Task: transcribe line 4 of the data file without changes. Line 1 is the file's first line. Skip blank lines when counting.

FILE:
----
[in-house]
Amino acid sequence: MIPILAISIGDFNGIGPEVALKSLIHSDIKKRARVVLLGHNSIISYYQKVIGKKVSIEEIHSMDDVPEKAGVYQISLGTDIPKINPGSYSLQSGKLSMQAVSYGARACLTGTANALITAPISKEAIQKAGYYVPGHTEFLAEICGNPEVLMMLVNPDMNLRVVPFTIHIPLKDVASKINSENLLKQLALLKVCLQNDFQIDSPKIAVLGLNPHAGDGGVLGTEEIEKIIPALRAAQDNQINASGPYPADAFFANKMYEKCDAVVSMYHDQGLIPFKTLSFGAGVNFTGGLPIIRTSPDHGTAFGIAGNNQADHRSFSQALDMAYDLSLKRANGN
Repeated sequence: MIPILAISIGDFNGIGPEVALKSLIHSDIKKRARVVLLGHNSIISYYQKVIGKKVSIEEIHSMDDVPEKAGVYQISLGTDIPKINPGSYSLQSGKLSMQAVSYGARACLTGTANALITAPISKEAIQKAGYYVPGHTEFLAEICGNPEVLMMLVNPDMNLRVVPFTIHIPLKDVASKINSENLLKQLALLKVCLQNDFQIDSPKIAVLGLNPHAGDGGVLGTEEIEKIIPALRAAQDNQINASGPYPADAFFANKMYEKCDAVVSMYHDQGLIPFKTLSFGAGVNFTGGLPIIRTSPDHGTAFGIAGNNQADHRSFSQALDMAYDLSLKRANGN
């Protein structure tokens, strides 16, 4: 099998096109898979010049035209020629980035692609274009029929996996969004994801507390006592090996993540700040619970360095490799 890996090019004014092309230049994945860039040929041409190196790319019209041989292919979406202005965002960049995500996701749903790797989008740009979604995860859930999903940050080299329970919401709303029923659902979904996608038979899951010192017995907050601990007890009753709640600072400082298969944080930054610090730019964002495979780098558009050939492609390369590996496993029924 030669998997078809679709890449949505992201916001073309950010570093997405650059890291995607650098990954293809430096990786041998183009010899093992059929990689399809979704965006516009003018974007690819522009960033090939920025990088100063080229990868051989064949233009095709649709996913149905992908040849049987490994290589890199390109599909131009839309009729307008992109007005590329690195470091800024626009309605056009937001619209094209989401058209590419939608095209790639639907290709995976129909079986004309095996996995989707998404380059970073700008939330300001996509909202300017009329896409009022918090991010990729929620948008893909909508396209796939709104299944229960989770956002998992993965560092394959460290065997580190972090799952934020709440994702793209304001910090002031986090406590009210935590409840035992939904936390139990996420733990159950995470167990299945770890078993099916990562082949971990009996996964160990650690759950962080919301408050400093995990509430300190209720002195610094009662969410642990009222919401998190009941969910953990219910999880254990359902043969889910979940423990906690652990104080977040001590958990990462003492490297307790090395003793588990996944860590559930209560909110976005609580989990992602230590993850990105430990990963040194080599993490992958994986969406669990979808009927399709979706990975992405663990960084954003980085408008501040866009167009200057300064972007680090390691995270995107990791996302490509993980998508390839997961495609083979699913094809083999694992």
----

């Protein structure tokens, strides 16, 4: 099998096109898979010049035209020629980035692609274009029929996996969004994801507390006592090996993540700040619970360095490799 890996090019004014092309230049994945860039040929041409190196790319019209041989292919979406202005965002960049995500996701749903790797989008740009979604995860859930999903940050080299329970919401709303029923659902979904996608038979899951010192017995907050601990007890009753709640600072400082298969944080930054610090730019964002495979780098558009050939492609390369590996496993029924 030669998997078809679709890449949505992201916001073309950010570093997405650059890291995607650098990954293809430096990786041998183009010899093992059929990689399809979704965006516009003018974007690819522009960033090939920025990088100063080229990868051989064949233009095709649709996913149905992908040849049987490994290589890199390109599909131009839309009729307008992109007005590329690195470091800024626009309605056009937001619209094209989401058209590419939608095209790639639907290709995976129909079986004309095996996995989707998404380059970073700008939330300001996509909202300017009329896409009022918090991010990729929620948008893909909508396209796939709104299944229960989770956002998992993965560092394959460290065997580190972090799952934020709440994702793209304001910090002031986090406590009210935590409840035992939904936390139990996420733990159950995470167990299945770890078993099916990562082949971990009996996964160990650690759950962080919301408050400093995990509430300190209720002195610094009662969410642990009222919401998190009941969910953990219910999880254990359902043969889910979940423990906690652990104080977040001590958990990462003492490297307790090395003793588990996944860590559930209560909110976005609580989990992602230590993850990105430990990963040194080599993490992958994986969406669990979808009927399709979706990975992405663990960084954003980085408008501040866009167009200057300064972007680090390691995270995107990791996302490509993980998508390839997961495609083979699913094809083999694992």